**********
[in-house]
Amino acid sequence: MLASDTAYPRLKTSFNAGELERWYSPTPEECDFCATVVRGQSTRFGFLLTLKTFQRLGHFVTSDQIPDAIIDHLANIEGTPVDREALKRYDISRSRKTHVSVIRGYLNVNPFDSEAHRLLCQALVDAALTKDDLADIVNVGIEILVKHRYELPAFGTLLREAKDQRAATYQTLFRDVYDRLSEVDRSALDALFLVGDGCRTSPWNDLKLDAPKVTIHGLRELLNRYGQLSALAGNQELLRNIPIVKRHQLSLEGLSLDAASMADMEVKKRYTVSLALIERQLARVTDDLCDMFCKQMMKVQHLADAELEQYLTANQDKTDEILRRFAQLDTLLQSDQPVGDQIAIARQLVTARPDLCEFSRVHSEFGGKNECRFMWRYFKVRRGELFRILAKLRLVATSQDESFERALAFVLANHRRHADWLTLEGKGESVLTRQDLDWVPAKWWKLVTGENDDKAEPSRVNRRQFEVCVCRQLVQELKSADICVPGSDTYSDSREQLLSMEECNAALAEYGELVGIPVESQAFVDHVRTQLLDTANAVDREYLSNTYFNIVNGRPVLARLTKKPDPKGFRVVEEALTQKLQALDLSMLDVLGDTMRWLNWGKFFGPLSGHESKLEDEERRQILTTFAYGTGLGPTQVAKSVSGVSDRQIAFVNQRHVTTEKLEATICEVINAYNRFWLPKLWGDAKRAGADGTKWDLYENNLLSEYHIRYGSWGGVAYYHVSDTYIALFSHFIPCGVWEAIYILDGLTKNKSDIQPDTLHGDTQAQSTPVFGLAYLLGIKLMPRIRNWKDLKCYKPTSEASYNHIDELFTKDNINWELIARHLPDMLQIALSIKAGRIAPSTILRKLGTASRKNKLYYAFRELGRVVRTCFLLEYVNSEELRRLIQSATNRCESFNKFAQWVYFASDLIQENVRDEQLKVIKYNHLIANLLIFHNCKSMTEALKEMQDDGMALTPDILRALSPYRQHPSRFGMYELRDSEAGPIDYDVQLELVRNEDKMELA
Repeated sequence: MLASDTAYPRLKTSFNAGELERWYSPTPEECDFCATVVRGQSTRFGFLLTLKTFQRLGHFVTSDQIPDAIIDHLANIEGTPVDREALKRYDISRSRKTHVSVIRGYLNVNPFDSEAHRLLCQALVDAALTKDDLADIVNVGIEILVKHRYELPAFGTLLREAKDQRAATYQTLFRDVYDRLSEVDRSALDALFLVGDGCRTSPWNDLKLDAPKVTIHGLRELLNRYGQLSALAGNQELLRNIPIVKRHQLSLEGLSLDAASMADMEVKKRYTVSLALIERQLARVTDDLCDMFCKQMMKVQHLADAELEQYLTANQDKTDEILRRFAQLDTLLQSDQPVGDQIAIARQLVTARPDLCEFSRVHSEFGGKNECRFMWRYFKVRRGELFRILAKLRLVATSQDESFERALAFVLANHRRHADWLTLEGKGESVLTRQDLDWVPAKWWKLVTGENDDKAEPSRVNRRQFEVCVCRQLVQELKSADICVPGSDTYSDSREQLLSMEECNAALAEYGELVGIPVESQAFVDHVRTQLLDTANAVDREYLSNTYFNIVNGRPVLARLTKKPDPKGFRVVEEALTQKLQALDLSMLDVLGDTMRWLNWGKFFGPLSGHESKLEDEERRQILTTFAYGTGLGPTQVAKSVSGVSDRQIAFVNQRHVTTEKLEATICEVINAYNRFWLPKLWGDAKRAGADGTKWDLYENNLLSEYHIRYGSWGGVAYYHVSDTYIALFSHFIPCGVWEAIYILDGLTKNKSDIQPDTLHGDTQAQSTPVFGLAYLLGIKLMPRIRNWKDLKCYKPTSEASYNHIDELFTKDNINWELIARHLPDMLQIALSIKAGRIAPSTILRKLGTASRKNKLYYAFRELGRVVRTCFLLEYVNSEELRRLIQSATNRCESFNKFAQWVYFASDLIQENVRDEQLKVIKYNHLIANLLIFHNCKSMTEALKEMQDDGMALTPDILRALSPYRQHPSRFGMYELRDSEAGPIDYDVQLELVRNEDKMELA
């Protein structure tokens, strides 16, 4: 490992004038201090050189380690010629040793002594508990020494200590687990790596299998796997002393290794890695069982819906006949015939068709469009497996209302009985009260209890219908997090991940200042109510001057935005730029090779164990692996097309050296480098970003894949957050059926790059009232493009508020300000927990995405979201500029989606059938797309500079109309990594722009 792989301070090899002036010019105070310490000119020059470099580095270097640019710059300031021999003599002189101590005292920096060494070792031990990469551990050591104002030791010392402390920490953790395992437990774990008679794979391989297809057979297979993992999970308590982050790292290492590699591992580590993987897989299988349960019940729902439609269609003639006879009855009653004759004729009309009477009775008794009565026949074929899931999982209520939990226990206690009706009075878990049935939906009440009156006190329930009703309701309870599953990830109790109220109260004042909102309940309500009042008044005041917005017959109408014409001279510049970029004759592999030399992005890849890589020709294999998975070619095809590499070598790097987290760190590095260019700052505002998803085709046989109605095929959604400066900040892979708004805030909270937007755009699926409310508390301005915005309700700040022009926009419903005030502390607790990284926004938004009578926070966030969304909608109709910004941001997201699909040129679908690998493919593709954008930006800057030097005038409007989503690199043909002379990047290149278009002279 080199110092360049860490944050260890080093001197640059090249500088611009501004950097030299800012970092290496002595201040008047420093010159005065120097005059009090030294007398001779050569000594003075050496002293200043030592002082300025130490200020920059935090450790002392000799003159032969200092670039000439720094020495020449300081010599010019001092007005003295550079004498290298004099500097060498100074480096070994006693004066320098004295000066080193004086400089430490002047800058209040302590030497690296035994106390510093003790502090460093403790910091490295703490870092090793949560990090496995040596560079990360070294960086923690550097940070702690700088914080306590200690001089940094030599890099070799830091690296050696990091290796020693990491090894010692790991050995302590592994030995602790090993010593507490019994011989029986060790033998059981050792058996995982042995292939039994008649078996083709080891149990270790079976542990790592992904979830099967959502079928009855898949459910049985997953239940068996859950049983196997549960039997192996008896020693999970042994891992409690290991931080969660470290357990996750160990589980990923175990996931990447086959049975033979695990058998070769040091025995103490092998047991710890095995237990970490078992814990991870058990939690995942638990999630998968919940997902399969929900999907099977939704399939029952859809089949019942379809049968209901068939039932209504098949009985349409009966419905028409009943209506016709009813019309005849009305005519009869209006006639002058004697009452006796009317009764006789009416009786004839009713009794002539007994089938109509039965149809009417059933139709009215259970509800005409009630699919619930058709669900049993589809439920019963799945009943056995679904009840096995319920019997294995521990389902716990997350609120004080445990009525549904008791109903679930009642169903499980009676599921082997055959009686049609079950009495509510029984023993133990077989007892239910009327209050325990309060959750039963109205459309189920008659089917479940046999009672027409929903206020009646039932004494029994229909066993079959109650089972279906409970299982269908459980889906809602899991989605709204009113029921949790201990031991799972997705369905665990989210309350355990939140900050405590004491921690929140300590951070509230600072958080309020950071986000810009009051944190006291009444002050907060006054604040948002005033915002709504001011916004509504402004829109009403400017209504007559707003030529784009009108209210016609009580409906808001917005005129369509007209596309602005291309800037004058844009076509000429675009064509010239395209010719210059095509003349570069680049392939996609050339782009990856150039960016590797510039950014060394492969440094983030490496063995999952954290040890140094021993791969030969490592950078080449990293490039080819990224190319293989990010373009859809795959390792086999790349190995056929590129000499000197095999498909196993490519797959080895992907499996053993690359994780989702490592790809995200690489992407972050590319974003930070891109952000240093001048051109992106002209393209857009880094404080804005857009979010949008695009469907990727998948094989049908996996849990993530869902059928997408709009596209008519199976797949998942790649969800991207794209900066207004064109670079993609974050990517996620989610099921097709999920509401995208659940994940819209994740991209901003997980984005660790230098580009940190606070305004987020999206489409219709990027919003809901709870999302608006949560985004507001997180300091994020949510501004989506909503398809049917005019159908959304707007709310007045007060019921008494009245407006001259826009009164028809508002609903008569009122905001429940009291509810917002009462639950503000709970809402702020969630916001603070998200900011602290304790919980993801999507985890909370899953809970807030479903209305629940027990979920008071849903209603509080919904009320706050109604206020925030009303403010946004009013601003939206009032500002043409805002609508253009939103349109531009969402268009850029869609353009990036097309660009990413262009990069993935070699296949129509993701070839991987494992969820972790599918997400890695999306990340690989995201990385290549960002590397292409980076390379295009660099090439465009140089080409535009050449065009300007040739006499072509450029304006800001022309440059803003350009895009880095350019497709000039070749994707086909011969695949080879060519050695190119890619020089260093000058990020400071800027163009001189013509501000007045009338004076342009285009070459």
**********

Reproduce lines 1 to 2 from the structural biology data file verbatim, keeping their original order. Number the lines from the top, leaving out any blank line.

[in-house]
Amino acid sequence: MLASDTAYPRLKTSFNAGELERWYSPTPEECDFCATVVRGQSTRFGFLLTLKTFQRLGHFVTSDQIPDAIIDHLANIEGTPVDREALKRYDISRSRKTHVSVIRGYLNVNPFDSEAHRLLCQALVDAALTKDDLADIVNVGIEILVKHRYELPAFGTLLREAKDQRAATYQTLFRDVYDRLSEVDRSALDALFLVGDGCRTSPWNDLKLDAPKVTIHGLRELLNRYGQLSALAGNQELLRNIPIVKRHQLSLEGLSLDAASMADMEVKKRYTVSLALIERQLARVTDDLCDMFCKQMMKVQHLADAELEQYLTANQDKTDEILRRFAQLDTLLQSDQPVGDQIAIARQLVTARPDLCEFSRVHSEFGGKNECRFMWRYFKVRRGELFRILAKLRLVATSQDESFERALAFVLANHRRHADWLTLEGKGESVLTRQDLDWVPAKWWKLVTGENDDKAEPSRVNRRQFEVCVCRQLVQELKSADICVPGSDTYSDSREQLLSMEECNAALAEYGELVGIPVESQAFVDHVRTQLLDTANAVDREYLSNTYFNIVNGRPVLARLTKKPDPKGFRVVEEALTQKLQALDLSMLDVLGDTMRWLNWGKFFGPLSGHESKLEDEERRQILTTFAYGTGLGPTQVAKSVSGVSDRQIAFVNQRHVTTEKLEATICEVINAYNRFWLPKLWGDAKRAGADGTKWDLYENNLLSEYHIRYGSWGGVAYYHVSDTYIALFSHFIPCGVWEAIYILDGLTKNKSDIQPDTLHGDTQAQSTPVFGLAYLLGIKLMPRIRNWKDLKCYKPTSEASYNHIDELFTKDNINWELIARHLPDMLQIALSIKAGRIAPSTILRKLGTASRKNKLYYAFRELGRVVRTCFLLEYVNSEELRRLIQSATNRCESFNKFAQWVYFASDLIQENVRDEQLKVIKYNHLIANLLIFHNCKSMTEALKEMQDDGMALTPDILRALSPYRQHPSRFGMYELRDSEAGPIDYDVQLELVRNEDKMELA